The motor vehicle industry is not raising its eyebrows at Tesla Motors’ plans to build the world’s largest battery factory at a cost of US$5 billion-it’s Tesla’s choice of battery that is creating a stir. [Engerati:Will Tesla’s Gigafactory Crack the Energy Storage Market?]
The market for the 18/650 cell, a cylindrical battery which measures 18 mm wide and 65 mm in height, is on a steady decline.
The shift to flat cells
Tesla is the primary buyer of this format, along with laptop makers. Tesla uses 8,000 such cells, specially formatted with its own unique chemistry, to provide the energy to its 85 kWh Model S.
Other car manufacturers across the US are using much larger and fewer batteries for their vehicles. The high-power batteries are receiving government subsidies and are operating well below full capacity.
Although Tesla has been able to reduce its costs, car manufacturers are not following Tesla’s lead. The reason for this is that battery experts predict that larger cells will eventually prove to be as cost effective as the smaller cylindrical batteries. They will be safer to use and will be more durable than the cylindrical cell.
Already, flat cells are replacing cylindrical 18/650 cells in consumer electronics such as tablets, smart phones and thin laptops.
As the world shifts to flat cells, the installed capacity to make cylindrical cells is underutilized in Korea, China and Japan by companies other than Panasonic Corp., Tesla’s partner.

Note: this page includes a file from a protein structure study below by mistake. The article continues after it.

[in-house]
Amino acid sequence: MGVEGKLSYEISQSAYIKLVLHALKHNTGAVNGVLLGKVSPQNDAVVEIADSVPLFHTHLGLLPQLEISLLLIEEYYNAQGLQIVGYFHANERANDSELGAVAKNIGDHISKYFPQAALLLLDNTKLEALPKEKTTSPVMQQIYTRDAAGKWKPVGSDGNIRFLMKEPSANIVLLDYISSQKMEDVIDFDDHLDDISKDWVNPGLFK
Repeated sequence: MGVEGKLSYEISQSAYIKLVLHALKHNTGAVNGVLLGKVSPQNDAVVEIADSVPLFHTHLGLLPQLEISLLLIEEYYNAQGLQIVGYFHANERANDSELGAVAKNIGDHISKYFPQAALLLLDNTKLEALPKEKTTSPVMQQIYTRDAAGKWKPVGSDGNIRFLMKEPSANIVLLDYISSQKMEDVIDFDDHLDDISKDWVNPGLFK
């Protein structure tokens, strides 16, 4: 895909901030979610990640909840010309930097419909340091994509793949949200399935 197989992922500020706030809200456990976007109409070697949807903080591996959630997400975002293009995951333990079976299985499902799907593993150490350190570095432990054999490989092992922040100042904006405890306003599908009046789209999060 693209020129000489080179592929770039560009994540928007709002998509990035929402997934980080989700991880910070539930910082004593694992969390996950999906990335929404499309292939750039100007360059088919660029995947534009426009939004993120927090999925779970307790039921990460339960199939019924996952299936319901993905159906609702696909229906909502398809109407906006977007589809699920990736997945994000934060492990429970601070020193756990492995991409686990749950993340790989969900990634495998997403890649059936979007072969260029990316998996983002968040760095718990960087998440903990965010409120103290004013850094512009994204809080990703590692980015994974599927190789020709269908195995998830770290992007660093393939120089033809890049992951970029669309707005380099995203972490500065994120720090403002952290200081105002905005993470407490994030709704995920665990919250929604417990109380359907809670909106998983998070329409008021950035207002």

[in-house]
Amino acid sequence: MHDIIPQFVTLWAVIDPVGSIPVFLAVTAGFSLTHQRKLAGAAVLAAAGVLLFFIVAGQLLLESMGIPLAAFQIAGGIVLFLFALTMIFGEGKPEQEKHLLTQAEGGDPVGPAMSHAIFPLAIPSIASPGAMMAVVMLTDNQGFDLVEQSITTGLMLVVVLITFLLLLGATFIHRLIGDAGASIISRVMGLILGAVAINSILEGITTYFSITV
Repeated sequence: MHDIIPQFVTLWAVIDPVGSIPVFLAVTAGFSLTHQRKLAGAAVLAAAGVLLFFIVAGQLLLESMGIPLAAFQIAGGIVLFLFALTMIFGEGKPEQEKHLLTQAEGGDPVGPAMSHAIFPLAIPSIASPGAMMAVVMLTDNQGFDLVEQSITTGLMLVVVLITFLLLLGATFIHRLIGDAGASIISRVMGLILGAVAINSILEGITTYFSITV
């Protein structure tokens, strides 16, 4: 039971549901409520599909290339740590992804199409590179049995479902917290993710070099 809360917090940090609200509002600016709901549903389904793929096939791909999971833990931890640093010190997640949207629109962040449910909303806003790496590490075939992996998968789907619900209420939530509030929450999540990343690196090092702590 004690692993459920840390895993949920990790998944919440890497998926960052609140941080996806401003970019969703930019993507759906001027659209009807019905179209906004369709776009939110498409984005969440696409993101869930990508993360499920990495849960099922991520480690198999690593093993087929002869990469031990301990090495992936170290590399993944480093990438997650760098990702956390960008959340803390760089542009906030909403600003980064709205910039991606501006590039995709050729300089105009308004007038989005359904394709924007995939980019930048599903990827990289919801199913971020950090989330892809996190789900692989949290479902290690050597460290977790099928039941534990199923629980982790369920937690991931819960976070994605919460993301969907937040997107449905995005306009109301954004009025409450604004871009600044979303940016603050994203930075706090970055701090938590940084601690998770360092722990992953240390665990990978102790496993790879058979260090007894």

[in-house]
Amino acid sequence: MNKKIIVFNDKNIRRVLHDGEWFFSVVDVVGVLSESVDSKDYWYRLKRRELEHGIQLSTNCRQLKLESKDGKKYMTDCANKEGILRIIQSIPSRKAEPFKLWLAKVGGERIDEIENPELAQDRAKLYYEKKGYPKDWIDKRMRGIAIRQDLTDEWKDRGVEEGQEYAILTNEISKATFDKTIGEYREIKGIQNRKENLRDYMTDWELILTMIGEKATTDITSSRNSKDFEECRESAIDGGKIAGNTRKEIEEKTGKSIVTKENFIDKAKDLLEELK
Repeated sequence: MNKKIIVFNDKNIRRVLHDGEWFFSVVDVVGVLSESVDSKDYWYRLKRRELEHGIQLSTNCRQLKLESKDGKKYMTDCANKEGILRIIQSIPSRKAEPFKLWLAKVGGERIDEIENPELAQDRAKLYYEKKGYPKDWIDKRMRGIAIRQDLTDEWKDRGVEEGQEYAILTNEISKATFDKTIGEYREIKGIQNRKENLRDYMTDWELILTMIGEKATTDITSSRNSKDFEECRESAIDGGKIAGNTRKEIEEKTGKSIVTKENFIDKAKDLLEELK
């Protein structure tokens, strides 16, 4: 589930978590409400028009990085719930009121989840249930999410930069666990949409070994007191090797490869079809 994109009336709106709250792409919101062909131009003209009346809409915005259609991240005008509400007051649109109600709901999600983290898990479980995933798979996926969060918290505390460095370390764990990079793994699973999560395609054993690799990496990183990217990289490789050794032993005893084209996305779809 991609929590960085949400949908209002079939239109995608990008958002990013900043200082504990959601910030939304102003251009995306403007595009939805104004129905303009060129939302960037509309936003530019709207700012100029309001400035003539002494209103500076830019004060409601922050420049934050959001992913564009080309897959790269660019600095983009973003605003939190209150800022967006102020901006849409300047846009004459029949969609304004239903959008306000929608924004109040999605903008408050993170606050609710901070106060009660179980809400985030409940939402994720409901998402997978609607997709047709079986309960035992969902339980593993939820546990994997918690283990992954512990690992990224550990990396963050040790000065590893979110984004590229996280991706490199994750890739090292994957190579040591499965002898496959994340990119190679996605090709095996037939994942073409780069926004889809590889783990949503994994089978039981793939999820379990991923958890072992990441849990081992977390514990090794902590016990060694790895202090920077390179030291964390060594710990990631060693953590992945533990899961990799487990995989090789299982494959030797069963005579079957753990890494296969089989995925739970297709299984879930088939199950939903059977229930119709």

Cylindrical cell market on a decline
Industry experts such as Prabhakar Patil, the chief executive officer LG Chem Power Inc., a battery research division of Korean electronics giant LG Corp., question whether battery industry suppliers will want to invest in the Tesla’s choice of battery: “The market for cylindrical cells is on a decline, and all of the other (automakers) are going for the larger format batteries for vehicle applications, so this type of demand becomes driven by one customer, for one application.”
Dr. Menahem Anderman, President of consultants Advanced Automotive Batteries, is also not convinced that Tesla engineers will continue to architect future battery packs and EV powertrains around the small, reliable, and thermodynamically efficient 18/650: “"I don't see other OEMs going to the 18650.” He says the cost advantage Tesla realized when it first specified the 18650 cells for its original 2008 Roadster model has "eroded" compared with newly developed cylindrical, pouch, and prismatic cell configurations used across the auto industry, despite Tesla's increasing production volumes.
Tesla’s not married to cylindrical cells
This lack of demand for the cylindrical cell may mean trouble for Tesla. There are not that many customers available for the huge battery-making capacity it plans to create, other than those in the stationary solar energy storage applications business. The potential to sell batteries to Solar City Corp., where Tesla Motors Inc. Chief Executive Elon Musk is chairman, is often mentioned as the second buyer for the batteries beyond Tesla itself.
Tesla’s Chief Technology Officer, JB Straubel, has said that the company is not married to cylindrical cells and that the company would move to flat cell manufacturing if and when the technology provides greater advantages.
While this flexibility is commendable, one does wonder whether it was a good idea building a US $5 billion plant to specifically manufacture this battery type.